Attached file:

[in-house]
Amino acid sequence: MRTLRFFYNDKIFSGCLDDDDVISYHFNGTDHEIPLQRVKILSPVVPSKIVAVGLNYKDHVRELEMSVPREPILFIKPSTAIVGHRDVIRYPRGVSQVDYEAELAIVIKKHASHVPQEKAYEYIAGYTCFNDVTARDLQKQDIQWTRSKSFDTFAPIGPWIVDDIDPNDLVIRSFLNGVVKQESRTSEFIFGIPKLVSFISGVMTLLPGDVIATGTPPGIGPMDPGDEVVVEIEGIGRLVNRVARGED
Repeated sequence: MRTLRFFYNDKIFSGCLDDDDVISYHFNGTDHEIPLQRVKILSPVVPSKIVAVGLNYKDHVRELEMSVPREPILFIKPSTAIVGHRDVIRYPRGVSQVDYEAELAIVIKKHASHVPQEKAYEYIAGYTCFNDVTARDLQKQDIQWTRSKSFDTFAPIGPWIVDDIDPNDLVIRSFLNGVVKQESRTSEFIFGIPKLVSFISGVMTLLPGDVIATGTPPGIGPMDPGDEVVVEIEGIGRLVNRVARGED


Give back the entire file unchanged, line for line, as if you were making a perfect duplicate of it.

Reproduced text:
[in-house]
Amino acid sequence: MRTLRFFYNDKIFSGCLDDDDVISYHFNGTDHEIPLQRVKILSPVVPSKIVAVGLNYKDHVRELEMSVPREPILFIKPSTAIVGHRDVIRYPRGVSQVDYEAELAIVIKKHASHVPQEKAYEYIAGYTCFNDVTARDLQKQDIQWTRSKSFDTFAPIGPWIVDDIDPNDLVIRSFLNGVVKQESRTSEFIFGIPKLVSFISGVMTLLPGDVIATGTPPGIGPMDPGDEVVVEIEGIGRLVNRVARGED
Repeated sequence: MRTLRFFYNDKIFSGCLDDDDVISYHFNGTDHEIPLQRVKILSPVVPSKIVAVGLNYKDHVRELEMSVPREPILFIKPSTAIVGHRDVIRYPRGVSQVDYEAELAIVIKKHASHVPQEKAYEYIAGYTCFNDVTARDLQKQDIQWTRSKSFDTFAPIGPWIVDDIDPNDLVIRSFLNGVVKQESRTSEFIFGIPKLVSFISGVMTLLPGDVIATGTPPGIGPMDPGDEVVVEIEGIGRLVNRVARGED